BLACKFOOT – In 24 years, Sue Moeller had never seen anything like it.
There was water everywhere. Her Blackfoot yard, once a place where she could sit in the sun on her lawn benches, was submerged. The land where she grows her garden was under water. She stood on her porch, her house an island in a shallow lake.
On Tuesday, she and her husband, John, were keeping an eye on the field next to their property. Temperatures had risen and by 4 p.m., the snow in the field was melting.
“I think we’re gonna be in trouble, I’ve gotta get busy,” John told his wife.
John hopped on his tractor and drove it to the edge of his yard and began to pack down snow to try and stop the water flowing into their yard. But it was melting too fast.
By 6 p.m., Sue says “water just started pouring in.”
“It was like the floodgates opened up,” she said. “We didn’t know what to do. It was coming so fast. It took away what he had packed down.”
Sue saw water flowing through her back door down the stairs. She grabbed a large blanket and rolled it between the screen and the door, leaving just a trickle. But while she did that, the sound from her basement was like a waterfall.
“John, water’s coming in the basement!” Sue called out to her husband.
John ran down the stairs to save what he could before it flooded completely. At its highest point, the water level was two feet away from the ceiling.
John shut the breakers off to the basement to stop the water from becoming electrified.
About three hours later, the Moeller’s yard had completely flooded. The entire basement, and everything in it, was destroyed.
“I don’t want to know about it,” Sue told her husband. “Every time you check the basement, don’t tell me. It’s just stuff. I don’t want to get upset.”Logan Ramsey | EastIdahoNews.com
Sue, not normally one to ask for help, made a post on Facebook about what was happening. Neighbors quickly arrived to pump water into the canal next to their property.
By Friday, the water level on their property had been reduced by five feet.
But the yard is still filled with water, and it gets deeper towards the back of the property. The Moeller’s and the people helping them are hesitant to pump too much water into the canal because of ice dams. It could cause more flooding in other places.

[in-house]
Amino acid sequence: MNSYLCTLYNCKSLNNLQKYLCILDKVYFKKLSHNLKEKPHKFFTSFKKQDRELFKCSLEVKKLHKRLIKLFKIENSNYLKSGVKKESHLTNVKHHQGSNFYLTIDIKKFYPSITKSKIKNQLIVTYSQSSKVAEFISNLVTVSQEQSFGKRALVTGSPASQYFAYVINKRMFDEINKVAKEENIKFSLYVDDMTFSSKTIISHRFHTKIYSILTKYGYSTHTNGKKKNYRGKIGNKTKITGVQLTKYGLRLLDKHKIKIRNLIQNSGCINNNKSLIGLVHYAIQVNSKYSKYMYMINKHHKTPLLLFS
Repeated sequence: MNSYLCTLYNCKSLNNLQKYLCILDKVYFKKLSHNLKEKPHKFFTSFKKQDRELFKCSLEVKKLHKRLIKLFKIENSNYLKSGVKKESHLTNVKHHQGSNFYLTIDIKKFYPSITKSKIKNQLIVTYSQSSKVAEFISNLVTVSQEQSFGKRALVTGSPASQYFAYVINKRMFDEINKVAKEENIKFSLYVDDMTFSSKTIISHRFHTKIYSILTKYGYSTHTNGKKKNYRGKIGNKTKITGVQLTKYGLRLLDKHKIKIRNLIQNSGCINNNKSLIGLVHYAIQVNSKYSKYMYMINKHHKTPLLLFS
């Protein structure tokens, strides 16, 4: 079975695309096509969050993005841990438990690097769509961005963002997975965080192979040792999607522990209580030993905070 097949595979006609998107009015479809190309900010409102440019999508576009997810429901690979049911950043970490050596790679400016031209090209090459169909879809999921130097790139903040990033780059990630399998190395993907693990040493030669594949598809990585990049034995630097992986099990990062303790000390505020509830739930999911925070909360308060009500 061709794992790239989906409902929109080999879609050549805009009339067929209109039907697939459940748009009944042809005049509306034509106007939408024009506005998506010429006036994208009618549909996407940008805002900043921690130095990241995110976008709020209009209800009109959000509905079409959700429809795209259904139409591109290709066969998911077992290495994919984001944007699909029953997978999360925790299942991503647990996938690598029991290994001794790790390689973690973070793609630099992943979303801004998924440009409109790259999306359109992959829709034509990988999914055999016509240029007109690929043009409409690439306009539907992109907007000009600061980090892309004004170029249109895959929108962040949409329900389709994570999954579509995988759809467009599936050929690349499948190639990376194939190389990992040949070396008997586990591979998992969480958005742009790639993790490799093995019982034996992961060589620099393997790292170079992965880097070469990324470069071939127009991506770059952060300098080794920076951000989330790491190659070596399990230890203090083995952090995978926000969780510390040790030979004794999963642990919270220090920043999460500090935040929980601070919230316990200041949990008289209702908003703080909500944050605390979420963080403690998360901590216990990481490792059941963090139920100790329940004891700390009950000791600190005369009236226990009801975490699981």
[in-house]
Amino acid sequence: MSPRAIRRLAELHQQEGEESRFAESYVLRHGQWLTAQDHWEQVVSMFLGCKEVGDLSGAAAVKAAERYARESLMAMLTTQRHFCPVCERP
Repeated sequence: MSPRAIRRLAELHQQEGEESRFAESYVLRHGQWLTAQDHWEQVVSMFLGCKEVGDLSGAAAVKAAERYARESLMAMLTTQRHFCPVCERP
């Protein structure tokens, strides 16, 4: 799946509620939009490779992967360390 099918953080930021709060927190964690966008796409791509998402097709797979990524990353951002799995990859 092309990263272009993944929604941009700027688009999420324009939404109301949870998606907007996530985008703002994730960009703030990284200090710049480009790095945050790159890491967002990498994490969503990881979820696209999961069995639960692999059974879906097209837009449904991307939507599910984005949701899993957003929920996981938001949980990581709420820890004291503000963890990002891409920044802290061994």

Skyler Belnap, who owns All Hours Cleaning and Restoration, was among those who responded to Sue’s post. He says part of the reason flood waters got so high is because there’s still frost on the ground, which makes it difficult for the water to dissipate.
He decided to help the Moeller’s out and not charge them for his time.
“The goal is to try and get their water situation dealt with and not flood other people at the same time,” explained Belnap. “I can make money other places. Sometimes it’s not about money. It’s just about being there to give a little hope.”
Since then, others have stopped by to bring the Moeller’s food, sandbags, water pumps and other supplies.
Though they’re overwhelmed with everyone’s generosity, the timing of the flood and everything they’ve lost is upsetting to them. The couple just finished work on their basement and John was planning to retire in the next couple of years.
The amount of people who have rallied together is a major boost to the Moeller’s. Sue expressed her gratitude for everyone’s support in a Facebook post on Thursday.
“I am so moved by the people of our community that have stopped by, messaged and called. Complete strangers, friends, neighbors and family have stopped by to help, brought food, brought gas, brought pumps and just to wish us well. What has happened is devastating but we’ll get through it,” Sue wrote.
They’re looking forward to getting their yard back and being able to sit in the sun by the garden again.
“Blackfoot is my home and I truly know why I call it my home,” Sue said.Logan Ramsey | EastIdahoNews.com
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